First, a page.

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Popular Tasmanian arts festival Dark Mofo has been cancelled because of coronavirus concerns

Sharon Masige
  • Dark Mofo 2020 has been cancelled because of coronavirus concerns.
  • The winter festival was slated for June 2020 and has been postponed to 2021.
  • “The implications of COVID-19, and subsequent travel, financial and logistical issues, are beyond our control," Dark Mofo Creative Director Leigh Carmichael said in a statement.
  • Visit Business Insider Australia’s homepage for more stories.

It's a dark day for festivalgoers, as Dark Mofo 2020 has been cancelled over coronavirus concerns.

The winter festival, which celebrates music, food, art and film, is held annually in Tasmania. It was scheduled for June 2020 and has instead been pushed to 2021.

Dark Mofo Creative Director Leigh Carmichael said in a statement it is "with deep regret and sadness" that the decision was made to cancel the festival.

“After a thorough risk assessment on the potential impact and disruption of coronavirus, we have been left with no option other than to move the current program to 2021," he said.

“The implications of COVID-19, and subsequent travel, financial and logistical issues, are beyond our control."

Carmichael added that the financial costs of a last minute cancellation "would run into the millions, and likely end the event permanently".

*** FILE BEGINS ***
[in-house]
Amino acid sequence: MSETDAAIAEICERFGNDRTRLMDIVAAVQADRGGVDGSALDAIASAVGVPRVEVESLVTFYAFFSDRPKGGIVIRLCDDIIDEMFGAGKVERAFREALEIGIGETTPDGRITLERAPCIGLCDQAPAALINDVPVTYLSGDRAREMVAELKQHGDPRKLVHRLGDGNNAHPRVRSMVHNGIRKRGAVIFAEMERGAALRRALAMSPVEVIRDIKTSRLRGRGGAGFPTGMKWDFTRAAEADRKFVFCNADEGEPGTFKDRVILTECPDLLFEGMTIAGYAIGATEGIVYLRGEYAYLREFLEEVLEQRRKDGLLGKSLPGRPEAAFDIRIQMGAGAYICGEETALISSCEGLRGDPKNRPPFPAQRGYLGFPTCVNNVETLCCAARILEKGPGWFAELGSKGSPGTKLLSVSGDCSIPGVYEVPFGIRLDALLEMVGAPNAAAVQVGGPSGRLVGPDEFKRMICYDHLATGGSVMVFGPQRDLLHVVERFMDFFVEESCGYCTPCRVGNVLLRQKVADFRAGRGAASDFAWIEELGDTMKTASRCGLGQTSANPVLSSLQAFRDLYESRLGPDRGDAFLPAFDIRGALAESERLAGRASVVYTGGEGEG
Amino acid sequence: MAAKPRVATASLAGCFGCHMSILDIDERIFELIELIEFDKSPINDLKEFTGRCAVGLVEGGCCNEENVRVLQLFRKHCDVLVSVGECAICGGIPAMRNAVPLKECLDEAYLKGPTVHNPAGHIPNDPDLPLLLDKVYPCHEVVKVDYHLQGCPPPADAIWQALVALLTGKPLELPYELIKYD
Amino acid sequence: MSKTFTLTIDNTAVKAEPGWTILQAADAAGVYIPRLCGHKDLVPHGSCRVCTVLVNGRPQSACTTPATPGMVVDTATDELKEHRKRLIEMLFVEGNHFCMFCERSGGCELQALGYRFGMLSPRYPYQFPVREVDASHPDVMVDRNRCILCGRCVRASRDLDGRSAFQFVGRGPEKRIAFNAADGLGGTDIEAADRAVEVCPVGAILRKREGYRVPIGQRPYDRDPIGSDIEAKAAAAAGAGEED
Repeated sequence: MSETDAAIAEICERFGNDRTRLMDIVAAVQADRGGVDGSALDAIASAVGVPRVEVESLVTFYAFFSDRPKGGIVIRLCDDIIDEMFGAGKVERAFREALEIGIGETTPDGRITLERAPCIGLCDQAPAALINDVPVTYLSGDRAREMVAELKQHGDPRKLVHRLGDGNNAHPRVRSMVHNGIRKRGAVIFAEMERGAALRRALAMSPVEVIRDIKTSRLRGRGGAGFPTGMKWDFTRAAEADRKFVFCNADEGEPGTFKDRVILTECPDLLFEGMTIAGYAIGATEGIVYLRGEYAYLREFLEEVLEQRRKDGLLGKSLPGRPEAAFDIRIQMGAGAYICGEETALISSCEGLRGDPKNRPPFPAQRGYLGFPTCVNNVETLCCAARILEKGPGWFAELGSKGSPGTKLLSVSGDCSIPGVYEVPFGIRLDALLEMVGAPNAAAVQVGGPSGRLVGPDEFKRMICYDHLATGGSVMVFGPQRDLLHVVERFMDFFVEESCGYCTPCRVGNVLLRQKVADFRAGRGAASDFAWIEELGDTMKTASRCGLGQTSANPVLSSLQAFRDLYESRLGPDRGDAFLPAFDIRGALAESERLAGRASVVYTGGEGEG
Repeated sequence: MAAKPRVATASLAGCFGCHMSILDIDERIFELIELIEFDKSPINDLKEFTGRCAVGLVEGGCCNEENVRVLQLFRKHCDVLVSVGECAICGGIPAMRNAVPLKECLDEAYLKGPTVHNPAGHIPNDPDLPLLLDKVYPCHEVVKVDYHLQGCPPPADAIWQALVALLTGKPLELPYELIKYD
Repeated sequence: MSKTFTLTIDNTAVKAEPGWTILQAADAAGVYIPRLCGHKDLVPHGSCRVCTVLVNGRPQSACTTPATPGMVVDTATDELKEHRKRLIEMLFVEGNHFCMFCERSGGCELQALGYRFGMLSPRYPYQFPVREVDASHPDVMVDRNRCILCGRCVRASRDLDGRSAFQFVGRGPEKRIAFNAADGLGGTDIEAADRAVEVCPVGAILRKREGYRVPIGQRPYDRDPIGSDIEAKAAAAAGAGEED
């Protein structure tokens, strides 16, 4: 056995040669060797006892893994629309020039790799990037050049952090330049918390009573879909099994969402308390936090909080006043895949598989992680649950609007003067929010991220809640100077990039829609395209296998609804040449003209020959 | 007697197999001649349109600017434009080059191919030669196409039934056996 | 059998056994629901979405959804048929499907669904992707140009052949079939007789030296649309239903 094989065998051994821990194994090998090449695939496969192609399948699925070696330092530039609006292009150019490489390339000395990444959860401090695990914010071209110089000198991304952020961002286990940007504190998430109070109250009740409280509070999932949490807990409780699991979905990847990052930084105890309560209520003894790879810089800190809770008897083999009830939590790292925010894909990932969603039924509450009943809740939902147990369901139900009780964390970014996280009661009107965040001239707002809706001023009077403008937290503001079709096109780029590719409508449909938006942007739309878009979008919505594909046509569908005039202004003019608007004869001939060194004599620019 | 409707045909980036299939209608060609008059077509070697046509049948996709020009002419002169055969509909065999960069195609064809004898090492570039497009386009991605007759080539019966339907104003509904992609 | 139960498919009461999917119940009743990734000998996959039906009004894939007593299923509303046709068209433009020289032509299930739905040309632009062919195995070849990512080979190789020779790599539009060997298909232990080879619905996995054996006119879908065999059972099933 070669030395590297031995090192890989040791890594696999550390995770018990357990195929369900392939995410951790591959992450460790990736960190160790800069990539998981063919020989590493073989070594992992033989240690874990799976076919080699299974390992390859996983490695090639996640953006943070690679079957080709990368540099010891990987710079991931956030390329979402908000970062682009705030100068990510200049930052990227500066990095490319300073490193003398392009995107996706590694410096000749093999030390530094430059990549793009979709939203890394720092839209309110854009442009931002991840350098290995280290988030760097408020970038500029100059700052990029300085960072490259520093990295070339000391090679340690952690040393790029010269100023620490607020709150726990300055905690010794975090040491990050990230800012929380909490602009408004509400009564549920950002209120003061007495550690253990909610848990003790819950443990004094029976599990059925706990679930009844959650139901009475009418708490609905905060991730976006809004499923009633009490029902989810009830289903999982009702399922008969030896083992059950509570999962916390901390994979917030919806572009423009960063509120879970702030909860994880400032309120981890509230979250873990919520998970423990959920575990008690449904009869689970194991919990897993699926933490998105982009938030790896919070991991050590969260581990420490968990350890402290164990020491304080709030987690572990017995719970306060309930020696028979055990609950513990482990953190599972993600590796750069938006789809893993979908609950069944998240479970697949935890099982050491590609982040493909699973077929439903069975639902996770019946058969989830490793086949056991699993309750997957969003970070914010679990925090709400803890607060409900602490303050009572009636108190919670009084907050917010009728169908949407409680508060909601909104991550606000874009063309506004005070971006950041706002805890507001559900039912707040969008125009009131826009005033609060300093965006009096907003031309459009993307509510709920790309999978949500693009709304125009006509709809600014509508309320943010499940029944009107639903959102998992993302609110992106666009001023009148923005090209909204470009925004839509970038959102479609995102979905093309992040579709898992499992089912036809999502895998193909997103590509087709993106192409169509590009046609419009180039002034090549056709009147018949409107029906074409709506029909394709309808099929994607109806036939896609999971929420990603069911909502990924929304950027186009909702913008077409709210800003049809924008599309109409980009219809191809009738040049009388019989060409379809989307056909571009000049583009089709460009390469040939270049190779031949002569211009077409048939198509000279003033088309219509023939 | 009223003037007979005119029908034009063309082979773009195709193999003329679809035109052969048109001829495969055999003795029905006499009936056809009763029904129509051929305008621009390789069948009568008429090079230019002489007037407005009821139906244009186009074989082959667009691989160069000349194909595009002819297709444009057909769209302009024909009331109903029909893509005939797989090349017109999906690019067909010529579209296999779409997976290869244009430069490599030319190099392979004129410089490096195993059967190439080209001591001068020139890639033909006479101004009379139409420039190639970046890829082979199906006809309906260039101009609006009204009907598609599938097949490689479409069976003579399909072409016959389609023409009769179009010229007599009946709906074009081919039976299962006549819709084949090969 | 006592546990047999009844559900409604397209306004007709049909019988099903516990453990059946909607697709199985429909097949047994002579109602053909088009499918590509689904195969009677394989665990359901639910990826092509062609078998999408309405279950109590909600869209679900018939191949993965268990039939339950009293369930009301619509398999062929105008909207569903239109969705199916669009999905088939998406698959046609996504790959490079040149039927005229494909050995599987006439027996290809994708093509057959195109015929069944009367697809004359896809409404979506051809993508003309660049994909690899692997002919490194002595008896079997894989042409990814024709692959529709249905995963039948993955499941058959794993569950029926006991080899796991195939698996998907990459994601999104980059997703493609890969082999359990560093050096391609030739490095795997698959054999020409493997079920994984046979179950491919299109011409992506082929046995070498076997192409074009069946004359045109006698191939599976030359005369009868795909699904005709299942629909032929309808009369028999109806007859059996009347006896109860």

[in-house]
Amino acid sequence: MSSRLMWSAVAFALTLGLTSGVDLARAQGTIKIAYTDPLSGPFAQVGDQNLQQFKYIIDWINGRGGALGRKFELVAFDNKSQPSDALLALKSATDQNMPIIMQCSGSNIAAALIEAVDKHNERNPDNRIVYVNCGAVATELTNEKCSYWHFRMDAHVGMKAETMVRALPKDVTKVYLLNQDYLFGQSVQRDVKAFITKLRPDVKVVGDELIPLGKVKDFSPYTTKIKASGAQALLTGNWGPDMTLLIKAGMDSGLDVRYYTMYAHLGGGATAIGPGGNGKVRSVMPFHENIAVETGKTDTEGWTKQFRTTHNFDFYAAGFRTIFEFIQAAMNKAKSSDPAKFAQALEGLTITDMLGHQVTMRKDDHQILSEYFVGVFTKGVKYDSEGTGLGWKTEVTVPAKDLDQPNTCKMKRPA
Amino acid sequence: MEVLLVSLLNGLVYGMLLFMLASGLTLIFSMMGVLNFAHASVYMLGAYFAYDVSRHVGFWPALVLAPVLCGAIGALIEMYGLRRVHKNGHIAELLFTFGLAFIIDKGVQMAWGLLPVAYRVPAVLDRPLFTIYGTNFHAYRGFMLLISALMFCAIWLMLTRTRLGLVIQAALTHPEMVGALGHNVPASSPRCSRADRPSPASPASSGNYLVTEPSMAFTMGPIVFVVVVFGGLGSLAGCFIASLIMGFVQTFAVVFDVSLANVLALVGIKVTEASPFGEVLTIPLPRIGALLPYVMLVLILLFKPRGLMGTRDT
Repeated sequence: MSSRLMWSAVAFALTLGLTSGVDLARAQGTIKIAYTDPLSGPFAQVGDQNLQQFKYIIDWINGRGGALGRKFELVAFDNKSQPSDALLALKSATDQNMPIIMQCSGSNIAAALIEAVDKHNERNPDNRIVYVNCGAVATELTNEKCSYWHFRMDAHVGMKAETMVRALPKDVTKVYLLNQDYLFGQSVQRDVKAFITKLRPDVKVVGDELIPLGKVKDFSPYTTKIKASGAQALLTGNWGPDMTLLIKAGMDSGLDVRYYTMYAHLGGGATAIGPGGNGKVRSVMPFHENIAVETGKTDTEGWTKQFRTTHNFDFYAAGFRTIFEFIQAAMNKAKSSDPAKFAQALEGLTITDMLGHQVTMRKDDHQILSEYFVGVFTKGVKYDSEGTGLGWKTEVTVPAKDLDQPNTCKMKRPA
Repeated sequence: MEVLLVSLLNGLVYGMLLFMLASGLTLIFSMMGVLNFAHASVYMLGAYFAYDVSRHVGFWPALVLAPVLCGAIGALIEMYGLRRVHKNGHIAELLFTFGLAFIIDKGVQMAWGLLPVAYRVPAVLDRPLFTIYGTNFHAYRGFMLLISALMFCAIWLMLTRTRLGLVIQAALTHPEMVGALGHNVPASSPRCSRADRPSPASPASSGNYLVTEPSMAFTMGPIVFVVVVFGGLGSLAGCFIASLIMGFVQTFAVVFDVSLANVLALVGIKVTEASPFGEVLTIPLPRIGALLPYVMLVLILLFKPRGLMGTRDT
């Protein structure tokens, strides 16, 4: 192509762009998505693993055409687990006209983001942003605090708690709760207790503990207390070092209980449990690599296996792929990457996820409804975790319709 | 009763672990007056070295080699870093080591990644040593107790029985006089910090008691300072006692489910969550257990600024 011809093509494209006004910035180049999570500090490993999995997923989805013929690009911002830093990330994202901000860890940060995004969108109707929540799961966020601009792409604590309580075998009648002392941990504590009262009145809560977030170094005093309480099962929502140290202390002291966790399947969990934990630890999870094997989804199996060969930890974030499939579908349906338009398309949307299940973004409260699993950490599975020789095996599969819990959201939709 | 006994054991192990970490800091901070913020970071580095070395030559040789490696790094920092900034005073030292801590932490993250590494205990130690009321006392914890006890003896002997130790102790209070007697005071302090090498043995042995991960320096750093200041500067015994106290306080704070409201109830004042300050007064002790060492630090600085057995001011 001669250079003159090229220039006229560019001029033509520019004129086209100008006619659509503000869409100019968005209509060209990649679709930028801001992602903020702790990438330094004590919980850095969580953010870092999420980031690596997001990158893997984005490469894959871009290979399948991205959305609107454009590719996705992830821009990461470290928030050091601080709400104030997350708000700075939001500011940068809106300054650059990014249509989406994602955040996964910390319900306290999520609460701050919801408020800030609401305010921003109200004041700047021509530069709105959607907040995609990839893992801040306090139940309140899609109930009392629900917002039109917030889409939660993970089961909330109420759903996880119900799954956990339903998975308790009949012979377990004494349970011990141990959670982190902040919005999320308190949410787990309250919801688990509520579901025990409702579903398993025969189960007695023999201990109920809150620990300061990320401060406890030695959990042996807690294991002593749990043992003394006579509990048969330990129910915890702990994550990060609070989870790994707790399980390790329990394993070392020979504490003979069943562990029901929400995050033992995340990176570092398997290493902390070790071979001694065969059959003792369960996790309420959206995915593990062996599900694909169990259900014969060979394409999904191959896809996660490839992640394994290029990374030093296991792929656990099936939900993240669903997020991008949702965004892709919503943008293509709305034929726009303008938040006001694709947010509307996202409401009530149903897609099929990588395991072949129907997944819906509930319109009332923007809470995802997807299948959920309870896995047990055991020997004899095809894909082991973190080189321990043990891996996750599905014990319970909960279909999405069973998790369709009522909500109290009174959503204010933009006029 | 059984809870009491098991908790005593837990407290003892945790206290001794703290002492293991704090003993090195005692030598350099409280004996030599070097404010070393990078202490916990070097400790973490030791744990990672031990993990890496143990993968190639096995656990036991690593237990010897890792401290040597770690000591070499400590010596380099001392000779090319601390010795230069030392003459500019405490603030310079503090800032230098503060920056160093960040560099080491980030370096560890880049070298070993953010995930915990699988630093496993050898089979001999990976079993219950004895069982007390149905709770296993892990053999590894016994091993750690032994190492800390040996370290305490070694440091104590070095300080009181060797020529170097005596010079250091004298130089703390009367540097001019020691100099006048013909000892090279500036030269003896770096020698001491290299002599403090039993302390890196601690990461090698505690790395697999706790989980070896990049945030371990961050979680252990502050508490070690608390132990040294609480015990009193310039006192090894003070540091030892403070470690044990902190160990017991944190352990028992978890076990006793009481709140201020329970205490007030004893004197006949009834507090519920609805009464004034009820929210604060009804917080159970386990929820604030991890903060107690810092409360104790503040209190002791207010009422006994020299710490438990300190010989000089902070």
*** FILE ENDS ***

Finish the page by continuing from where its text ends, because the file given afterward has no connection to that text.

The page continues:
"We've had to act decisively to ensure Dark Mofo’s long term survival,' he said.

“Our current priority is to minimise the implications and cost on our audience, artists, suppliers, sponsors and key stakeholders, and support our staff through a challenging period."

However, Bon Iver's sold out performances are set to go ahead on Friday 12 and Saturday 13 June as part of their national tour.

The festival is set up by the Museum of Old and New Art (MONA), which also hosts the summer festival, Mofo, in January.

MONA owner David Walsh also put out a statement on the Dark Mofo website, highlighting how much he would lose should no one go to the festival.

"Right now, the government and Mona are each on the hook for $2 million to run Dark Mofo," he said. "That’s bad. What’s worse, as far as I’m concerned, is that if we ran Dark and nobody came, I’d lose $5 million or more, because I would have to cover the absent ticket revenue."

"Leigh Carmichael, Dark Mofo’s boss, suggested an $8 million scenario: if a staff member contracted COVID-19 a week out from the festival, we’d have to cancel because the staff would need to self-isolate for two weeks, but we’d also have to pay all the artists."